There is no doubt that the cloud market, although growing exponentially, is still in a state of relative infancy. According to the IDC Cloud Partners 2.0 eBook, the average partner has a tenure in the cloud of just over 2 1/2 years. However, this same study shows that within this short time, more than 83 percent of all partners have driven at least some form of cloud revenue. Partners on average are making 26 percent of their revenue from cloud-related products and services, but these same partners expect to be at 40 percent in two years’ time. Now, if you are one of the many partners looking to grow your cloud revenue beyond where it is today, but are struggling to figure out where the opportunity lies, you may want to look to your profit pools to be your guide.
What are your profit pools telling you?
“What is a profit pool?” you may be asking yourself. It’s a good question. Profit Pool is a strategy model that focuses on profits, rather than just on revenue growth. The method was first conceived by two consultants from Bain & Co., and they presented the following definition for Profit Pools: “the total profits earned at all points along the value chain of an industry…Companies that see what others do not see, will be best prepared for capturing a larger share of the profits in an industry.” (“Profit Pools: A Fresh Look at Strategy” HBR, May 1, 1998).
The key point is that companies that see what others do not have the opportunity to capture emerging and profitable trends. Although the concept of profit pools is described at a macro level, companies are analyzing their profit pools or profit pool opportunity at a micro level within their business. They are doing this by analyzing the core activities in the business that generates or will generate the highest gross profit and then taking actions to increase the share of revenue against that profit pool moving forward. As some activities are more profitable than others, partners are quickly seeing the depth of the profit pools as they analyze them. Before you begin analyzing your profit pools, I believe it is important to make a deliberate effort to get yourself to the thirty thousand foot level and get away from the day-to-day of your business in order to more clearly see it in strategic terms. We have partners that have done this by organizing the executive leadership team to participate in the process in a half or full day off site where they analyze their profit pools and determine what steps they believe they need to take as a business moving forward. Some partners are also hiring outside help to lead the exercise.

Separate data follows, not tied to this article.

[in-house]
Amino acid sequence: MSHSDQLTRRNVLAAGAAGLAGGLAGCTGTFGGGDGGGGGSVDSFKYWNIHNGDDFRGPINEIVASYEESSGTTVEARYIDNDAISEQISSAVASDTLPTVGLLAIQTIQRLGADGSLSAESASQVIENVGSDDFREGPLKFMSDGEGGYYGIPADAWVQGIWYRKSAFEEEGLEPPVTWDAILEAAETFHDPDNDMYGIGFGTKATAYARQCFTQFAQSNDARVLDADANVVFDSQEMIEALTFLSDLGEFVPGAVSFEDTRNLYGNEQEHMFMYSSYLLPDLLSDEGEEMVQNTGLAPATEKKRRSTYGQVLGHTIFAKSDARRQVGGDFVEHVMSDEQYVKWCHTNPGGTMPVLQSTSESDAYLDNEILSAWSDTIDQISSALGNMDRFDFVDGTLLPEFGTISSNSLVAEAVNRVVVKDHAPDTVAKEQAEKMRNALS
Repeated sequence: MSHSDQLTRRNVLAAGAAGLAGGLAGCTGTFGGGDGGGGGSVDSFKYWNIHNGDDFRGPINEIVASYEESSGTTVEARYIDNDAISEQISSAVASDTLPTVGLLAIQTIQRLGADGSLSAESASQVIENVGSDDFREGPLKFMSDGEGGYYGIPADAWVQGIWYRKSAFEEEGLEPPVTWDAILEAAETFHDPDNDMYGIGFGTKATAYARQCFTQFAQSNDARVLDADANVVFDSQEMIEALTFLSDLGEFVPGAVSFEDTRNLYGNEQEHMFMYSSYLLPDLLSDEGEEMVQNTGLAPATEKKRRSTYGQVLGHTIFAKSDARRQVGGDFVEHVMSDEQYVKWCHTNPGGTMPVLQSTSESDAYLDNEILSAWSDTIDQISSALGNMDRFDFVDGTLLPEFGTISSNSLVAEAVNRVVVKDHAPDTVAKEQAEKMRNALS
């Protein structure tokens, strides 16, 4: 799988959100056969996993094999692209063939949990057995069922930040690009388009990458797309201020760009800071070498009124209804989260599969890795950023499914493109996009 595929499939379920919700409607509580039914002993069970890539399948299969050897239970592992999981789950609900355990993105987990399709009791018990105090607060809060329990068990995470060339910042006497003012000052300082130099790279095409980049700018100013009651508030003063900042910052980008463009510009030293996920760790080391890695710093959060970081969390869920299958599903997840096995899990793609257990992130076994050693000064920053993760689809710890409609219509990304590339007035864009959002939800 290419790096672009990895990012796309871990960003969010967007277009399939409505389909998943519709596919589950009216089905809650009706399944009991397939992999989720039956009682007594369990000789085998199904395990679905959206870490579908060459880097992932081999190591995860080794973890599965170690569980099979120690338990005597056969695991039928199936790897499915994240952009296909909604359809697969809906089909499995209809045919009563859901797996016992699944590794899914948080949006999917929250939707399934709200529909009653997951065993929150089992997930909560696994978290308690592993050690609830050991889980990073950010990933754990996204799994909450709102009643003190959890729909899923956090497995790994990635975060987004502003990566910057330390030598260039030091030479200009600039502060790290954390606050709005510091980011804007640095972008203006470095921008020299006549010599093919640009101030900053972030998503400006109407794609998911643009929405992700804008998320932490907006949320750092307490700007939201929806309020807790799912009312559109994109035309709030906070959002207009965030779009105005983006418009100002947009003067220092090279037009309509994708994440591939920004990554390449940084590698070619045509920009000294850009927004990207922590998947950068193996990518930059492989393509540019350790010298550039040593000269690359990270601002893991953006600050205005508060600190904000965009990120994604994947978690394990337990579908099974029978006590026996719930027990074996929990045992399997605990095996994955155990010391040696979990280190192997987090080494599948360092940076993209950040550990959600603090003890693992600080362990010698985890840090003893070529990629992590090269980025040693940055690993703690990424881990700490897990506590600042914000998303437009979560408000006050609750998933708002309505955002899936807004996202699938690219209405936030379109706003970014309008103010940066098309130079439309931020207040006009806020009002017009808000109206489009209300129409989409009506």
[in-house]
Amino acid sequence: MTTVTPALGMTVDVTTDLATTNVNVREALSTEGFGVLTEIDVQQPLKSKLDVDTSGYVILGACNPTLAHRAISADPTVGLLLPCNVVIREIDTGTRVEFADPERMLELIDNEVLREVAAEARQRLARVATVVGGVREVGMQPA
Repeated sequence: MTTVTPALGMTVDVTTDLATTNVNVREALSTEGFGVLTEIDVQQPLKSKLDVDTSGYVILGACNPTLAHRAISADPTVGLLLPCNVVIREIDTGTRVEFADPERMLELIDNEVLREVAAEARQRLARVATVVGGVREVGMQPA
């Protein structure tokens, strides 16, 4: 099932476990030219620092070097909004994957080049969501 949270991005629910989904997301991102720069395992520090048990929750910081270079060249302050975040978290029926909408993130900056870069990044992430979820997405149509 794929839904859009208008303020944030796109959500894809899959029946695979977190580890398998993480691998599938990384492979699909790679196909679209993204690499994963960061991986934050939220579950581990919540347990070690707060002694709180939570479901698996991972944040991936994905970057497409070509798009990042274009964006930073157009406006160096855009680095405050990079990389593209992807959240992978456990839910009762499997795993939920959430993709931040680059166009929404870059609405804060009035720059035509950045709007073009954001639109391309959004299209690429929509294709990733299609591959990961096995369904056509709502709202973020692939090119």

To analyze profit pools from a micro level within a business, first look at all of the revenue streams that flow into your business and all associated offerings and business models. Once every form of revenue has been accounted for, create a profile for each activity that drives a revenue stream. In this profile, include details on the amount of revenue and associated gross profits. You’ll also want to have a discussion around the future of each activity. How will the activity shift with industry changes? Are they at risk of becoming obsolete? Are there new activities to consider? How do the costs associated to sustaining these activities change in the future? How many of these activities can be exercised with each client? Are you delivering commodity based services, for instance, or is there something unique that differentiates your value to a customer and the value you can charge for it? If you have a profit pool that is 2X more than other profit pools but is only a small amount of your revenue, should you put more increased focus on it and revive it to drive more share of revenue?
For example, Catapult Systems looked at the synergies between mobile systems management and SharePoint and determined that the sum was much more than the parts in terms of customer value, which would likely drive more profit. According to Emily Lynch, VP of Marketing at Catapult Systems: “There are a lot of opportunities for us to transverse from Profit Pool to Profit Pool within a client with cloud as the instigator. For instance we look at mobile systems management and SharePoint. We have effective solutions where we serve business applications to mobile devices through SharePoint online or through Azure where SharePoint is a tenant. Then we are exercising three Profit Pools at once with cloud as our leverage point.”
It is not too late to begin planning. According to the IDC eBook, cloud-oriented partners have been in the cloud for 3.5 years versus 2.3 years for the others – this is only a one year gap between the leaders and followers! Also, the partners who have been in the cloud the longest had almost 15 percent revenue growth over those in the cloud the shortest amount of time. And the cloud leaders are more profitable and have a strategy around their best performing profit pools. Start looking at what your profit pools are showing you.